History is a great teacher. It’s not just for students trying to get their high school diplomas – there’s much it offers us today.
A common assumption is that the study of history is just a study of irrelevant facts. Why live in the past when we are living in the present? It certainly doesn’t help you get a job in the same way studying Engineering does, so what’s the value? Below are 3 reasons you should commit yourself to the study of history.
History helps you think better
History provides a framework for thinking and dealing with current events. Everything that happens is a result of what happened before. We can better understand how cultural values and beliefs came to be and trace their evolution through time. Putting on your history goggles lets you engage in more fruitful and interesting conversations. Often times we find our conversations come to a premature end because we simply do not know enough about the topic to continue. History helps us to be more well-rounded thinkers who can engage with a wide variety of topics.
History also helps us think because it forces us to ask the question: Why? Brilliant new discoveries and massive cultural movements find their roots in the past. Instead of taking current events for granted, we are challenged to think critically about them and better understand where they came from.
How much we understand when we read the Bible is also influenced by our knowledge of history. Being able to read the Bible within its historical context allows you to understand why a specific book or passage was written. For example, what was happening in the world that caused Peter to write such a dire warning in the book of 1 Peter? Why were Christians being put to death? Being able to answer these questions allows you to read books like 1 Peter with a new perspective.
History helps you teach better
Every sermon or teaching I do I try to have a few choice illustrations that bring it to life. Studying history gives me a huge treasure trove of fascinating people and events to draw from that still have something to say today. When we rely exclusively on contemporary examples and illustrations, we lose out on much of the impact available to us from history. The historical advantage is that we get to see how specific events and individuals impacted the world. We can see their full story from an event or idea’s inception to its lasting legacy.
For example, I was recently teaching on the need for Christians to fight for what matters. Eternal values are on the line and we need to find the proper motivation in our cause so we can win people for Christ. The illustration I used was that of General George Washington in the fateful and decisive year of 1776. General Washington and his Continental army was out-manned and outgunned by their British enemies by a wide margin. They suffered defeat after embarrassing defeat, and the cause for American freedom seemed lost. On Christmas Day in 1776, General Washington made a bold move by crossing the Delaware for a sneak attack, and that small victory was enough to encourage the troops and American citizens everywhere. Armed with a righteous cause and emboldened by the hope of victory, the small rabble in arms would eventually win the war. I connected this with Christ’s great victory on the cross and the cause of eternal life as our motivation.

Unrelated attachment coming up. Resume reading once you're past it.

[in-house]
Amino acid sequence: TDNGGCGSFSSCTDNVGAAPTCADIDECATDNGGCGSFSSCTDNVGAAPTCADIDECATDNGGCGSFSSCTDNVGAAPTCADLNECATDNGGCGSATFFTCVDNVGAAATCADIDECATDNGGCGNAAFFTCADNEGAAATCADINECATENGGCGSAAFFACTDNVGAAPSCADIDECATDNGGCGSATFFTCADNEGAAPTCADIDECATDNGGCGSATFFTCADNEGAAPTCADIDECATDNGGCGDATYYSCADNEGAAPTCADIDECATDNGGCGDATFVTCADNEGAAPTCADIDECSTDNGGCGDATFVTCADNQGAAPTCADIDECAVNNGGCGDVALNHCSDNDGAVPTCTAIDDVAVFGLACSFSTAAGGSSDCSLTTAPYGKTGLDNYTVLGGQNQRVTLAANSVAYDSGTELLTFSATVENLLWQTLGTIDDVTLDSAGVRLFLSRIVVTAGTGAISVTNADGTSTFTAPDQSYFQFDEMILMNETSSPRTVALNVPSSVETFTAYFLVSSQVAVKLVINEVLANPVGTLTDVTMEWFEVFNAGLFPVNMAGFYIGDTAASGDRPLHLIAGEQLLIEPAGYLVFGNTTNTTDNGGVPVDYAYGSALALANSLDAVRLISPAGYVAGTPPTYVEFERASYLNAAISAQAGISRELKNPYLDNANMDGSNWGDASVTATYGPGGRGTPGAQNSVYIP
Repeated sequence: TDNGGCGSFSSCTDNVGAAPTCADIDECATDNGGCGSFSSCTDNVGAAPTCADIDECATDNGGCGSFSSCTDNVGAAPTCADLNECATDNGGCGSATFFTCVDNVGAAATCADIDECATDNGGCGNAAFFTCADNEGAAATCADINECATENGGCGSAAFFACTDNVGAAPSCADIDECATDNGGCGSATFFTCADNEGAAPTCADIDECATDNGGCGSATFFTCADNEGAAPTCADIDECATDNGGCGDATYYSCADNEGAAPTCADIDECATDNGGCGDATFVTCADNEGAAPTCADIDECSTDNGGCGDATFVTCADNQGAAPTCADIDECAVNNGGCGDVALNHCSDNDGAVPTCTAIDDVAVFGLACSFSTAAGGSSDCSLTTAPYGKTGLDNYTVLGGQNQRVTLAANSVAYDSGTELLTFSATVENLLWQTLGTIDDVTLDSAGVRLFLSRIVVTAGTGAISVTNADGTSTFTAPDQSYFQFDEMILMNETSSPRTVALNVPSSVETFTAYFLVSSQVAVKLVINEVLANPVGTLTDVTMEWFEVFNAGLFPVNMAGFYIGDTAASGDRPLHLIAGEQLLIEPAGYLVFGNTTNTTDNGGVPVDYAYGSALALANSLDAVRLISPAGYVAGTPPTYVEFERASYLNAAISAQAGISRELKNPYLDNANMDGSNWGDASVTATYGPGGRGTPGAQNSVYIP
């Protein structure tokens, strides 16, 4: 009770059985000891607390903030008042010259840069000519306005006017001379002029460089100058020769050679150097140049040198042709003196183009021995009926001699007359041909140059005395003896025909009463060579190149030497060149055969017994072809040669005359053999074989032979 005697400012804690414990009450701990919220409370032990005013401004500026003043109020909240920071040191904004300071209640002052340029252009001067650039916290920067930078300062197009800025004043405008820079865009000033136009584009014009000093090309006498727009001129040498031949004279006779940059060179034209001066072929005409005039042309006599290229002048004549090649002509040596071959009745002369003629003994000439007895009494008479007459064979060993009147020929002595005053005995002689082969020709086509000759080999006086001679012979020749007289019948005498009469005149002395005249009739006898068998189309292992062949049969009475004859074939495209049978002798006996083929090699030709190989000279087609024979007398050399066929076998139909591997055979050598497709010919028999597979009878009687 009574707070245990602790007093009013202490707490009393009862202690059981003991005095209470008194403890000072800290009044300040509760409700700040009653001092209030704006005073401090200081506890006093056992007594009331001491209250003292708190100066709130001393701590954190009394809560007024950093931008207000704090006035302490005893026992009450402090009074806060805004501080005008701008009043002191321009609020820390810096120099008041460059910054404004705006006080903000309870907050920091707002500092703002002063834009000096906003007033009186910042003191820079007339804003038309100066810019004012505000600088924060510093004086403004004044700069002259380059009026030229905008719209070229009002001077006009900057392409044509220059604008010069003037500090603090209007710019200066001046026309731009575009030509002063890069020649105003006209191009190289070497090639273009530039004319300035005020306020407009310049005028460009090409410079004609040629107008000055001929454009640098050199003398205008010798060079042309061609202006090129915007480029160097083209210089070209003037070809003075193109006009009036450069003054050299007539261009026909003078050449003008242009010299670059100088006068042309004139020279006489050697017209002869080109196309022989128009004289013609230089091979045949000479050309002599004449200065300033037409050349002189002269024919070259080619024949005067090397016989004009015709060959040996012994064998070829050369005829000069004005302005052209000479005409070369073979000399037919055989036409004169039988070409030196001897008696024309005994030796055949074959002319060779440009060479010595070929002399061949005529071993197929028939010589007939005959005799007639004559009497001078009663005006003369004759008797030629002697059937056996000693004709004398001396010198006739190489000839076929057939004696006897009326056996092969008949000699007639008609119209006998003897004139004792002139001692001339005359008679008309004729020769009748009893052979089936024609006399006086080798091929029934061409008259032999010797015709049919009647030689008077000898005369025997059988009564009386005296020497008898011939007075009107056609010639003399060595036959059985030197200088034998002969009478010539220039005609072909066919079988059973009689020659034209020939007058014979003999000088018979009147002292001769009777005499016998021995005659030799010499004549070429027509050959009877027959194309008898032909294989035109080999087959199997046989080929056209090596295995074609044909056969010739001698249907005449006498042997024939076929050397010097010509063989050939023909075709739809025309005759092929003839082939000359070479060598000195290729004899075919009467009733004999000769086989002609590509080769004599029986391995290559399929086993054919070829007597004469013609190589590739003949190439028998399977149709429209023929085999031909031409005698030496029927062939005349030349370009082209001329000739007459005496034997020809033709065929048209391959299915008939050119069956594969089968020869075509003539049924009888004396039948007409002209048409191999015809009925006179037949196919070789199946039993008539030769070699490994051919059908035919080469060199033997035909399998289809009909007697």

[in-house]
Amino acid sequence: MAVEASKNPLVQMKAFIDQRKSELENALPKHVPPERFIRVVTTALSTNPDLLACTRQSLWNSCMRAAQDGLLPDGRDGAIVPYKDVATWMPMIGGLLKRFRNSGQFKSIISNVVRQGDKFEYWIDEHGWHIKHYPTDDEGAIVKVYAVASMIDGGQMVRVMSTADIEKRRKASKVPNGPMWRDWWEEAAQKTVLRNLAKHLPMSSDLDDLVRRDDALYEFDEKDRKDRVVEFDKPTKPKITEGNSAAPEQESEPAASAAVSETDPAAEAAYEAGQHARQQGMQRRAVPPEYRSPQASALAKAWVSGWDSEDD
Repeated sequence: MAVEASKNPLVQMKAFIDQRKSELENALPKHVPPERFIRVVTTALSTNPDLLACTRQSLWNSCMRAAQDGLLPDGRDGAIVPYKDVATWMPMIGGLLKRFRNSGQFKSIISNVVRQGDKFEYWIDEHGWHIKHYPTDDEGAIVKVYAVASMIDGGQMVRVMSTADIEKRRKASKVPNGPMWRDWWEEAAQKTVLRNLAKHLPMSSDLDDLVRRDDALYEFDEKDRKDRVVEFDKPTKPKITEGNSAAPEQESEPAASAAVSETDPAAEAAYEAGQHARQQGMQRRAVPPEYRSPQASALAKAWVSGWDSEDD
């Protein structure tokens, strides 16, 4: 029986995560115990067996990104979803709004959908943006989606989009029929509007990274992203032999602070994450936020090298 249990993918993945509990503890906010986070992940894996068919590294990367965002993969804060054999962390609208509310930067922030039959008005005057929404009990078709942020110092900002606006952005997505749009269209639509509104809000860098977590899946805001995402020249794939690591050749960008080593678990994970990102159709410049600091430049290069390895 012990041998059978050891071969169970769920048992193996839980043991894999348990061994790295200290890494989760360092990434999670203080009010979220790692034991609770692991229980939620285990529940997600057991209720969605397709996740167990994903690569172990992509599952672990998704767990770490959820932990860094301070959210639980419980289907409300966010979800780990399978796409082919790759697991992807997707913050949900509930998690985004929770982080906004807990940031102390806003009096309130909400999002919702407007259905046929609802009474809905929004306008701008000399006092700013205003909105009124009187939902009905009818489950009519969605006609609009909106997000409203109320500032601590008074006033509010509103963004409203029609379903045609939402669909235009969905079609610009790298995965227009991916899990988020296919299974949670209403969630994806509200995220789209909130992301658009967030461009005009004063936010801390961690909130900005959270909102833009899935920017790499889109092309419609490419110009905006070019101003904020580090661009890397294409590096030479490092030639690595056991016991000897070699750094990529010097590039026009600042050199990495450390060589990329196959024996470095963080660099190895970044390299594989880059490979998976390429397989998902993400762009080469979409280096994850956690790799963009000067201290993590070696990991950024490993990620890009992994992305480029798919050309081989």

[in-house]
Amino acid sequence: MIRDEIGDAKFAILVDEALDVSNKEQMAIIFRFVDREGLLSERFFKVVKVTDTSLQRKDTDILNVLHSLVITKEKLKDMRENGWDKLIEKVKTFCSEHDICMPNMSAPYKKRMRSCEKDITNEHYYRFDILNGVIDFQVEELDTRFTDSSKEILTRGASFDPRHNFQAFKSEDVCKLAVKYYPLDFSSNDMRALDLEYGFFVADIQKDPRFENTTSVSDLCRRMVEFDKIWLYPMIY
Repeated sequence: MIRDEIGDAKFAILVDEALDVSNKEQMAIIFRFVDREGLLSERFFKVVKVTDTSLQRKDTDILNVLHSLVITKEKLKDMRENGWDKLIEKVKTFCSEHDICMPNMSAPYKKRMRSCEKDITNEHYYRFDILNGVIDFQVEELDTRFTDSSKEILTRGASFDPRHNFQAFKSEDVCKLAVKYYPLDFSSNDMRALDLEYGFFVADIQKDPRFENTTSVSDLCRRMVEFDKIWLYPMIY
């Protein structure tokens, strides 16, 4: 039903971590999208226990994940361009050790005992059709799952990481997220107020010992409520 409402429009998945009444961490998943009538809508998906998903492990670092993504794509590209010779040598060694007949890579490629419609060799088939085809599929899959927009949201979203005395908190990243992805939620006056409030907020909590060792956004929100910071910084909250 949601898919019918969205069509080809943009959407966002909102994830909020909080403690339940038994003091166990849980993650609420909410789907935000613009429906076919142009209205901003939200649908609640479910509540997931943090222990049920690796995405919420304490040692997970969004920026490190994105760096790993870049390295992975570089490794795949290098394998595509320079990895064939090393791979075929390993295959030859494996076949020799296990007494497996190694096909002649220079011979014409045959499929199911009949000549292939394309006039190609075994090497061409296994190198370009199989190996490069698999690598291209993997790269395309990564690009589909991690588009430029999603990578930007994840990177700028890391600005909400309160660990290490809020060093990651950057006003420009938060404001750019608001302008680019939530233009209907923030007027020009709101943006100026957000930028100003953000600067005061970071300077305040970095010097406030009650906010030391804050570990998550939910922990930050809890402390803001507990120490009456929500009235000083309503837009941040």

History is fun
No fiction book ever written can match up to the great drama of history. It has everything you need for a great story: Action, love, suspense, plot twists, betrayals, despair, hope, and redemption. History is also a great source of satisfaction for the curious. As a curious person myself, I love sitting down to read a good historical book to see where it’s going to take me. Such great works have been published that help me connect with the people and places of the past. Historical biographies are especially fun for me – by the end, I feel like I’ve gotten to know the person as if they were my friend.
To become a student of history, you first must develop a love for it. Otherwise, it will feel like an endless slog through mind-numbing material. I think every person can love history if they set their mind to it. Below is my own suggested historical reading list to get you started. Feel free to leave other suggestions in the comments.
- 1776 – David McCullough
- John Adams – David McCullough
- The Rise and Fall of the Third Reich: a History of Nazi Germany – William L. Shirer
- Team of Rivals: The Political Genius of Abraham Lincoln – Doris Kearns Goodwin
- Unbroken – Laura Hillenbrand
- A Short History of Nearly Everything – Bill Bryson
- Ancient Rome: The Rise and Fall of an Empire – Simon Baker
- The Civil War: A Narrative – Shelby Foote
- The Story of Christianity: The Early Church to Present Day – Justo L. Gonzalez
- Podcast – Dan Carlin’s Hardcore History
I agree that understanding the basic philosophical movements in history can help us think better and more clearly, rather than blindly accepting whatever happens to be the popular worldview. In this sense, you don’t have to know lots of details about history, which I think is what some people find boring. Instead you can aim to grasp the general flow.
For more detailed accounts, “creative nonfiction” became popular in the 1970s and brings the drama and details of history to life in ways that read more like a narrative/novel. I enjoyed “Freedom at Midnight” which is about India gaining independence.